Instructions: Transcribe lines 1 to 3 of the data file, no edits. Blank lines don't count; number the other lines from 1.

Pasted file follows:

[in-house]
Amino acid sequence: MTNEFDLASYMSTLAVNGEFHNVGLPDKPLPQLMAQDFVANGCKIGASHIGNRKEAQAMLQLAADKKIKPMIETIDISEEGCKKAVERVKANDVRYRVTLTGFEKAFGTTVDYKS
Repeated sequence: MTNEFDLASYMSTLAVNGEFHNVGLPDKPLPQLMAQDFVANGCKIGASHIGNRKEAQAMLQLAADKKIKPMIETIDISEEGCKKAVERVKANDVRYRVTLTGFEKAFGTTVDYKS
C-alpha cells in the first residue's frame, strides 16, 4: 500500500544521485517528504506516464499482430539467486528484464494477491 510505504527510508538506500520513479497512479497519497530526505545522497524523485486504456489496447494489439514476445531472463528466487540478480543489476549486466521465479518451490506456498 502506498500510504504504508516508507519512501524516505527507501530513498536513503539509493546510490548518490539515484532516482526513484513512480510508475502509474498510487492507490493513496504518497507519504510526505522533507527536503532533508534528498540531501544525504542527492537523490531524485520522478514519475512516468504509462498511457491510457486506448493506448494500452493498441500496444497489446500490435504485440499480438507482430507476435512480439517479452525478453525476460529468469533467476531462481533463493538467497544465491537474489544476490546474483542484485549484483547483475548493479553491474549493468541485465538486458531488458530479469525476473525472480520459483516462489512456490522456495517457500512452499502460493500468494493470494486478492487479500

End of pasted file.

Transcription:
[in-house]
Amino acid sequence: MTNEFDLASYMSTLAVNGEFHNVGLPDKPLPQLMAQDFVANGCKIGASHIGNRKEAQAMLQLAADKKIKPMIETIDISEEGCKKAVERVKANDVRYRVTLTGFEKAFGTTVDYKS
Repeated sequence: MTNEFDLASYMSTLAVNGEFHNVGLPDKPLPQLMAQDFVANGCKIGASHIGNRKEAQAMLQLAADKKIKPMIETIDISEEGCKKAVERVKANDVRYRVTLTGFEKAFGTTVDYKS